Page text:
Voltmeter success

A project log for OpenEVSE II

A new design for OpenEVSE - the open hardware EV charging station

nick-sayerNick Sayer 12/23/2019 at 07:450 Comments

One thing I discovered trying to troubleshoot the new design for the voltmeter was that the secondary side was wired backwards. I lifted the two pins and swapped them with wires, but it still didn't work. It's possible that the period of time it was in circuit miswired was enough to blow the phototransistor. Not sure.

I ordered two new boards from OSHPark for testing. One with the same circuit (but with the mistake fixed) and the other with the other type of circuit from the IXYS application note. I would much prefer the Photovoltaic variant rather than the Photoconductive because the former has much better linearity and accuracy at the cost of reduced bandwidth (but bandwidth here doesn't matter).

Turns out both work, so I'm going with the photovoltaic variant. When powered with 120VAC, the output on the scope looks like this:

That's a little noisy, but the peaks look consistent enough that merely getting a peak reading and scaling the result to infer the RMS voltage should work just fine.

The design starts with an isolated 5V DC-DC converter. This is powered on the primary side by the 5v supply that powers the whole system. The secondary side has the negative pole tied to the neutral AC input (for L2 systems, this won't actually be neutral, but that doesn't matter. For our purposes here, it'll be regarded as the circuit ground). The hot AC input goes through an S1M diode to isolate just the positive going half-cycle. That then feeds into a voltage divider made with a 510kΩ flame-proof resistor and a 6.8kΩ one. The values chosen insure that the current through the divider results in less than 1/8W, and a nominal output of about 4.5V for a peak DC input voltage of 340V (which is the peak for 240 VAC RMS).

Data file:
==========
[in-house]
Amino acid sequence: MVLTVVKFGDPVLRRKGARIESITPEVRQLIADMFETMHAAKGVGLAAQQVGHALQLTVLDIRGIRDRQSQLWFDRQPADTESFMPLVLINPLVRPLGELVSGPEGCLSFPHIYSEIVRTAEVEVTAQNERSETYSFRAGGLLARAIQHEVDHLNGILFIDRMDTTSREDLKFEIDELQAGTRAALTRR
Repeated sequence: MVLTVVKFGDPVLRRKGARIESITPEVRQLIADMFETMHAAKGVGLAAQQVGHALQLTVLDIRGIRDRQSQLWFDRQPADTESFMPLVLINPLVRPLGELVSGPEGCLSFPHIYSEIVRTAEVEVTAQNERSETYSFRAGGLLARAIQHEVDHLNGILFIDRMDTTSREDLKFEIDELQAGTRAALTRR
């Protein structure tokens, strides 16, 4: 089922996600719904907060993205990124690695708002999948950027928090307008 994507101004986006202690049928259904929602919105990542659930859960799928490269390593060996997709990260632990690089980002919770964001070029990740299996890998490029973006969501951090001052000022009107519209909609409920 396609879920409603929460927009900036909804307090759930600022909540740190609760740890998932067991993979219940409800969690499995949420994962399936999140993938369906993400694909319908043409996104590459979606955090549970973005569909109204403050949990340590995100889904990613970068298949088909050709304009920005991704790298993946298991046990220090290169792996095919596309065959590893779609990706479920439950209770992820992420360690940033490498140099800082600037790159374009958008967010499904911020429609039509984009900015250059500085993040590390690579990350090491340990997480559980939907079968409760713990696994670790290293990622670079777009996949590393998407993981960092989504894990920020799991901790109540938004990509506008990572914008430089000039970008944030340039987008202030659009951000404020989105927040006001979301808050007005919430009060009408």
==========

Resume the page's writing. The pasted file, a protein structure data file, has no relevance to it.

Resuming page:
The output of the voltage divider feeds the input to the isolator circuit. The input and output impedance resistors are set to 75kΩ, as the arithmetic says this should result in a peak LED current of around 15 mA or so. The transfer current through the primary side phototransistor provides feedback to the input amp which sets the LED current. The secondary side phototransistor sends the same current to the output buffer. Because the whole idea is that the two phototransistors are very closely matched, the output should very closely mirror the input regardless of any non-linearities in either the LED or the phototransistors (this includes any temperature related effects).